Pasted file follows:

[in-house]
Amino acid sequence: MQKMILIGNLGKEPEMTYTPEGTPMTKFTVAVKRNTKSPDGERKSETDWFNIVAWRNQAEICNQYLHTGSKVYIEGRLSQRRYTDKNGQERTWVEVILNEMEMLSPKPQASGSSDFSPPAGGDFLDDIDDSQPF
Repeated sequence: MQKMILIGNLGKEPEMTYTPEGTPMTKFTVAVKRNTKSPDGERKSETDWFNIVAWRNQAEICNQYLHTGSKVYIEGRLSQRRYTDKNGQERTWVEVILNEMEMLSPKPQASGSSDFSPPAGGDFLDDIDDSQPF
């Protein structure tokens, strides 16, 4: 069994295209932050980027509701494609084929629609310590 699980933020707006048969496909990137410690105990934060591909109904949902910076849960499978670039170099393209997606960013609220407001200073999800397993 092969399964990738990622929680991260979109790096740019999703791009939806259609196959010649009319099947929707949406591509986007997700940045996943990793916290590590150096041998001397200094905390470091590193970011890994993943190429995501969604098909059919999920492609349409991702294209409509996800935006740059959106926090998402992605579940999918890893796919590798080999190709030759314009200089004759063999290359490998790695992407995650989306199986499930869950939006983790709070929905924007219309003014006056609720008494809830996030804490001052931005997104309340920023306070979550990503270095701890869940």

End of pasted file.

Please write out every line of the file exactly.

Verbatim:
[in-house]
Amino acid sequence: MQKMILIGNLGKEPEMTYTPEGTPMTKFTVAVKRNTKSPDGERKSETDWFNIVAWRNQAEICNQYLHTGSKVYIEGRLSQRRYTDKNGQERTWVEVILNEMEMLSPKPQASGSSDFSPPAGGDFLDDIDDSQPF
Repeated sequence: MQKMILIGNLGKEPEMTYTPEGTPMTKFTVAVKRNTKSPDGERKSETDWFNIVAWRNQAEICNQYLHTGSKVYIEGRLSQRRYTDKNGQERTWVEVILNEMEMLSPKPQASGSSDFSPPAGGDFLDDIDDSQPF
């Protein structure tokens, strides 16, 4: 069994295209932050980027509701494609084929629609310590 699980933020707006048969496909990137410690105990934060591909109904949902910076849960499978670039170099393209997606960013609220407001200073999800397993 092969399964990738990622929680991260979109790096740019999703791009939806259609196959010649009319099947929707949406591509986007997700940045996943990793916290590590150096041998001397200094905390470091590193970011890994993943190429995501969604098909059919999920492609349409991702294209409509996800935006740059959106926090998402992605579940999918890893796919590798080999190709030759314009200089004759063999290359490998790695992407995650989306199986499930869950939006983790709070929905924007219309003014006056609720008494809830996030804490001052931005997104309340920023306070979550990503270095701890869940």